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indexes

Usage

view: my_view {
  derived_table: {
    indexes: ["order_id"]
    …
  }
}

Hierarchy

indexes

Default Value

None

Accepts

The names of one or more columns in a derived table

Definition

indexes lets you apply indexes to a persistent derived table’s columns. When you add more than one column, Looker will create one index for each column that you specify; it does not create a single, multi-column index. If the indexes parameter is missing from the query, Looker will warn you to add an indexes parameter to improve query performance. Learn more about indexing persistent derived tables on the Using Derived Tables documentation page.

If you are defining your derived table with the create_process parameter, you cannot use the indexes parameter. Instead, use a sql_step parameter to specify the SQL for the index. See the create_process documentation page for more information

If you use indexes with Redshift, you will create an interleaved sort key, which is overviewed in this blog post. You can also create regular sort keys using sortkeys, but you cannot use both at the same time. Distribution keys can be created with distribution.

Generally speaking, indexes should be applied to primary keys and date or time columns.

Examples

For a traditional database (for example, MySQL or Postgres), create a customer_order_facts persistent native derived table (NDT). The NDT should rebuild when the order_datagroup datagroup is triggered and have an index on customer_id:

view: customer_order_facts { derived_table: { explore_source: order { column: customer_id { field: order.customer_id } column: lifetime_orders { field: order.lifetime_orders } } datagroup_trigger: order_datagroup indexes: ["customer_id"] } }

For a traditional database, create a customer_order_facts persistent derived table that is based on a SQL query and applies an index on customer_id:

view: customer_order_facts { derived_table: { sql: SELECT customer_id, COUNT(*) AS lifetime_orders FROM order GROUP BY customer_id ;; persist_for: "24 hours" indexes: ["customer_id"] } }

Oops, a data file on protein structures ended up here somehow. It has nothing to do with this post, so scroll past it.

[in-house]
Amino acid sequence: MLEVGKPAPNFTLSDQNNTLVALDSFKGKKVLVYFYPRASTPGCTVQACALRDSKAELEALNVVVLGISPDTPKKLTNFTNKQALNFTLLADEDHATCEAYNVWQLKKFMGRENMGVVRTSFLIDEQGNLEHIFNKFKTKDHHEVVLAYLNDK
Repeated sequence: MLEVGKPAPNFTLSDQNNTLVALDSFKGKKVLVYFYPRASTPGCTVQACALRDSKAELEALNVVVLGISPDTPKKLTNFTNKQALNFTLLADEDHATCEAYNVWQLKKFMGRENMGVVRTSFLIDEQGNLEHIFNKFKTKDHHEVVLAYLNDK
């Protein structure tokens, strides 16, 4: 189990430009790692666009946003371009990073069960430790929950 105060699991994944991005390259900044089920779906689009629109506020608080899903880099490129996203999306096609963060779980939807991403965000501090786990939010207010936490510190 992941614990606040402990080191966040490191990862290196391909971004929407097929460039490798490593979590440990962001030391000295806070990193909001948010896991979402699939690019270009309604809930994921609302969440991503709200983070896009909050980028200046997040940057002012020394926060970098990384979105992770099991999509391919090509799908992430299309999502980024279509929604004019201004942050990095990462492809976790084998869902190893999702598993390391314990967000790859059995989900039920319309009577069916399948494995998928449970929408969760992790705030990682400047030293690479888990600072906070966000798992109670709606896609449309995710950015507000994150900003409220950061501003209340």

For a traditional database, create a customer_day_facts derived table with indexes on both customer_id and date:

view: customer_day_facts { derived_table: { sql: SELECT customer_id, DATE(order_time) AS date, COUNT(*) AS num_orders FROM order GROUP BY customer_id ;; persist_for: "24 hours" indexes: ["customer_id", "date"] } }

For a Redshift database, create a customer_day_facts derived table with an interleaved sort key built from customer_id and date:

view: customer_day_facts { derived_table: { sql: SELECT customer_id, DATE(order_time) AS date, COUNT(*) AS num_orders FROM order GROUP BY customer_id ;; persist_for: "24 hours" indexes: ["customer_id", "date"] } }

Common Challenges

indexes Only Works with Derived Tables That Are Persisted

Derived tables can be calculated at query time, or they can be made persistent using datagroup_trigger, persist_for, or sql_trigger_value. The indexes parameter works only with persistent derived tables.

Not All Databases Support indexes

If you are working with something other than a traditional database (for example, MySQL or Postgres), your database may not support the indexes parameter. Looker will warn you if this is the case. You can swap out the indexes parameter for one that is appropriate for your database connection. Learn more about such parameters on the View Parameters documentation page.

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